The former president has a fast-approaching deadline to attempt to block the National Archives from releasing records from his White House that could shed light on his attempts to overturn the 2020 election results. And some of Trump’s closest aides have until Thursday to comply with a committee subpoena for their own records.
For a panel that has worked briskly but methodically to gather records from federal agencies and scoop up voluntary testimony from friendly witnesses, the expected fight from Trump is likely to be the first test of its legal and political muscle.
“I think it would be a mistake to say that we aren’t prepared for all of these eventualities,” said Rep. Pete Aguilar (D-Calif.), one of the panel’s seven Democrats.
One tripwire will come Thursday, when subpoenas to former White House Chief of Staff Mark Meadows, longtime Trump aide Dan Scavino and Trump-world figures Steve Bannon and Kash Patel require them to supply documents to the panel. Committee Chair Bennie Thompson (D-Miss.) said Friday that he was prepared to issue “criminal referrals” to anyone who defied deadlines.
None of the four has publicly signaled how they will respond to the subpoena, and Patel has issued a statement criticizing the committee’s process. Repeated inquiries to representatives for Trump and to members of his inner circle about how they intend to respond have gone unanswered.
But committee members expect that these witnesses won’t willingly cooperate — one of the reasons the panel issued subpoenas without offering them a chance to voluntarily provide documents or testimony.
“The committee is determined to follow every conceivable end,” said Rep. Jamie Raskin (D-Md.). “There were literally thousands of people involved in these events. So we’re convinced that the truth is going to come out.”
One reason for their confidence: Witnesses have begun coming forward to testify behind closed doors in transcribed interviews, a setup used by the House Intelligence Committee during Trump’s first impeachment. Almost exactly two years ago, the impeachment panel — helmed by Rep. Adam Schiff, who sits on the Jan. 6 committee today — broke Trump’s logjam when it secured a voluntary transcribed interview with veteran diplomat Kurt Volker. That led to a cascade of interviews with other State Department and Pentagon officials.
Members of the Jan. 6 committee are hopeful for a similar snowball effect now that their initial interviews have begun.
In addition, the panel, whose members meet daily either in person or via Zoom, has spent recent days insisting it’s ready to engage any recalcitrant witnesses in court.
“We’ll do whatever the law allows us to do,” said Thompson, when asked about how the panel would handle it if Meadows and others rejected any cooperation.
The deadline for Trump to ask President Joe Biden to shield his records from the committee is expected to arrive midweek, though the exact timing has been shrouded in secrecy. Trump has insisted he would attempt to block the records from release, a move that could trigger a complex and uncharted legal battle over the limits of executive privilege claims by former presidents. Biden’s White House has indicated it will look favorably on the committee’s requests for documents but stopped short of a blanket promise to release everything that Trump seeks to withhold.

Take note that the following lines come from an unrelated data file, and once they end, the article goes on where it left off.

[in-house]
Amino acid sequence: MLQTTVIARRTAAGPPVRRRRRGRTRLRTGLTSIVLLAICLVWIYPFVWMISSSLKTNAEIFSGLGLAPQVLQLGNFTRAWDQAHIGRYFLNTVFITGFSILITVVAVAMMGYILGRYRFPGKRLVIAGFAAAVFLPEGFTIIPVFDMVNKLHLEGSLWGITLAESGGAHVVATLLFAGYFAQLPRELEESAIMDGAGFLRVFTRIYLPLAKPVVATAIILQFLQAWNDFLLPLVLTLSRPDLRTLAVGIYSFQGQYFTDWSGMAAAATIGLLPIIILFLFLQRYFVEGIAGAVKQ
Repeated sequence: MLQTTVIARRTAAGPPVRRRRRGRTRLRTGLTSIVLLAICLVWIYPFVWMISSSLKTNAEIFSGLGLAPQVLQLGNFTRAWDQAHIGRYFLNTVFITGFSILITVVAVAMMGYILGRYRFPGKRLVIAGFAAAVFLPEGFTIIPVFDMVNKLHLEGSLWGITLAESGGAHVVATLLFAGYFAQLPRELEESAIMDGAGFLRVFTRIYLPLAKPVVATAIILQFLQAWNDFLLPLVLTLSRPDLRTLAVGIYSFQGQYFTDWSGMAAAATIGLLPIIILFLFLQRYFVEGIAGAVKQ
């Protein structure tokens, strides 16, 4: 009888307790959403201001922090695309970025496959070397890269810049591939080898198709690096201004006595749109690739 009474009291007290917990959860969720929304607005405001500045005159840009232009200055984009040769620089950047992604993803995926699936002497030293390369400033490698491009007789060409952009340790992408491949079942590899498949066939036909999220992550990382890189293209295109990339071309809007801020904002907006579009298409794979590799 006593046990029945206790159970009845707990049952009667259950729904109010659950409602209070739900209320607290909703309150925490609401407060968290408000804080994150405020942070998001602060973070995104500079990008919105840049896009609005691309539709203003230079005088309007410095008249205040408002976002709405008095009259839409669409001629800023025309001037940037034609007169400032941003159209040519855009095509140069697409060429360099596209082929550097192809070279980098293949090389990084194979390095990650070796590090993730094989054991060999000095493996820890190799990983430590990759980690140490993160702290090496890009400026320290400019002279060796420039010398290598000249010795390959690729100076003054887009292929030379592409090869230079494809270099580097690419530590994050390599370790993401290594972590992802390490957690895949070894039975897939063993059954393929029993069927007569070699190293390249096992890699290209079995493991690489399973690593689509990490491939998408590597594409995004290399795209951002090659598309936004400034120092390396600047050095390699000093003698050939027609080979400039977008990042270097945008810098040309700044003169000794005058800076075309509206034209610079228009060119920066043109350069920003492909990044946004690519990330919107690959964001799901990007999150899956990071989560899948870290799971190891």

More of the contours of the committee’s investigation became clear Friday when Thompson noted that the panel has divided its work into “five teams.” A source familiar with the breakdown said those teams are pursuing distinct aspects of the Jan. 6 narrative. They include the campaign by Trump and his allies to pressure Pence to overturn Biden’s Electoral College victory and the mobilization of extremist groups like the Oath Keepers and Proud Boys to descend on Washington for the Jan. 6 event.
Other details have dripped out as inquiries made by committee investigators have trickled into public. For example, investigators have begun seeking testimony from the Jan. 6 rioters themselves, particularly those who have pleaded guilty and are preparing for sentencing. The panel is relying on investigators who in some cases are recent departures from the Justice Department and are now acting as committee counsel.
Across the street at the federal district courthouse, a figure of interest to the committee — pro-Trump activist Brandon Straka — is expected to plead guilty to misdemeanor offenses connected to his actions on Jan. 6. The panel has asked the National Archives for Trump administration records that mention Straka, among other White House allies who participated in Jan. 6 events.
An attorney for Straka did not respond to a request for comment. Prosecutors say Straka helped lead a charge up the Capitol steps and encouraged other rioters to take an officer’s shield. But the evidence they presented suggested he stopped at the entrance to the Capitol and remarked that tear gas was being deployed against the mob. It’s unclear if he entered the building. Straka appeared on paperwork by organizers of a pre-Jan. 6 event and was included among a list provided by the Jan. 6 committee to the National Archives.
Prosecutors have continued to close Jan. 6 cases at a rapid clip. By the end of the day Friday, about 100 of the 600-plus defendants charged in the Capitol riot had already accepted or planned to enter into plea agreements. The committee has been soliciting testimony from some of the rioters who have already pleaded out, an effort to obtain testimony about their motivations for attending the Jan. 6 events.
Josh Gerstein and Meridith McGraw contributed reporting.